Learning from the Interior Sea (1940-1984): Facing Coloniality of Urbanisation through Travesías de Amereida's Geo-poetics

This doctoral research explores the ontological and epistemological decolonial implications of the South American geo-poetic approach developed by the Valparaiso School through the Travesías de Amereida (1964-1984) for learning design (architecture and urbanism). The project investigates how the link between situated design, poetry and the question of Latin/South American embedded in the Travesías –collective pedagogical experiences performed across the continent– became the ground for a design approach that enables to question the Modernity/Coloniality rationale rooted in the urbanisation of the continental hinterland poetically named the Mar Interior.

In recent years, a significant debate in urban design studies has been the question about the alienation and erosion of nature and borderline cultures triggered by the modern urbanisation processes of the hinterlands, especially in the Global South. This scenario, critically highlighted by the discourses of the Anthropocene, the Capitalocene, the Planetary Urbanisation and Decolonial Studies, requires to question the role of design as the means to return to the ground, namely, to re-encounter human and non-human others and explore other modes to see, know, and act with multiple realities that co-exist beyond the metropolis. Furthermore, it challenges design studies to overcome the Modernity/Coloniality rationale embedded on its epistemological and ontological bases.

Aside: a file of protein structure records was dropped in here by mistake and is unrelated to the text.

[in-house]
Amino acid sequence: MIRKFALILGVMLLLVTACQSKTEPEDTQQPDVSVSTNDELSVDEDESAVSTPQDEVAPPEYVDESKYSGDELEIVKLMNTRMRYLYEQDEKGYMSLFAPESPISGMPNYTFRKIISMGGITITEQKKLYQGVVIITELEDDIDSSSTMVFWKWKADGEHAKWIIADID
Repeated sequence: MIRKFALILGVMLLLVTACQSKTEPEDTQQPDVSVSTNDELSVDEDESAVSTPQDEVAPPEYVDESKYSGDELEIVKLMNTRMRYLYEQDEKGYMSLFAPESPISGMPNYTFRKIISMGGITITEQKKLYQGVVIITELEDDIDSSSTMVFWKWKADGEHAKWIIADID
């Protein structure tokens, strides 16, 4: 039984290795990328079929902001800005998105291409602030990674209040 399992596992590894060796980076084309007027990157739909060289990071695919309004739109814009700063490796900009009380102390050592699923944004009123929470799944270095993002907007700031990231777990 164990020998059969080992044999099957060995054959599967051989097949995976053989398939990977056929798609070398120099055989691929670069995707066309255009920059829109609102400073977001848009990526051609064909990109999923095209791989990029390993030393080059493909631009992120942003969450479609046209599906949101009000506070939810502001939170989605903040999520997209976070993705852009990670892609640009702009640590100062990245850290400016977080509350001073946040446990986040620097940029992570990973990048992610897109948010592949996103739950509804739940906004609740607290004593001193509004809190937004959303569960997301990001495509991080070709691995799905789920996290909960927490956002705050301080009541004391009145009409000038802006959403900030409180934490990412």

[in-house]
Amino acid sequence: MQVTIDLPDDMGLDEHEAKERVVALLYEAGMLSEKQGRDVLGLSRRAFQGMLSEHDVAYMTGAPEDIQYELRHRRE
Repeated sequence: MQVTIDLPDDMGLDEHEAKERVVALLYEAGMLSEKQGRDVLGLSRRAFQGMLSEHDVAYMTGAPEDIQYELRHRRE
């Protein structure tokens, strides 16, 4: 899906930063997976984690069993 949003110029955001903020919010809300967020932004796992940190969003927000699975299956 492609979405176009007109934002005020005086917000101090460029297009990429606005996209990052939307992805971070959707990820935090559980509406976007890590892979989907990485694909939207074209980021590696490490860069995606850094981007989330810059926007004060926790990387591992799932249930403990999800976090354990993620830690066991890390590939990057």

Aiming to contribute to this subject with a focus on the South American region, this research explores the geo-poetic design approach developed by the School of Valparaiso-PUCV (Chile) in the Travesías de Amereida: collective and situated architecture and design studies performed across the vast South American hinterland poetically named Mar Interior. Therefore, this study traces how the association of poetry, design and ontological questions about South American identities became the basis for developing an original focus towards design studies in the School for questioning the Modernity/Coloniality rationale embedded in the historical urbanisation of the continental hinterland on a regional and planetary scale (16th-20th century). Besides, the investigation unfolds how the design experiences of being (travelling), studying (mapping), and working (building) during the Travesías became the means for learning from the Mar Interior, thus offering forms to delink from epistemological Modernity/Coloniality rationale.

Through the compilation, analysis and recomposition of historical archives about the Travesías de Amereida (1940-1984), this research seeks to put forward the geo-poetic design approach and practices as relevant contributions to the discussion for new critical and decolonial groundworks for and by design.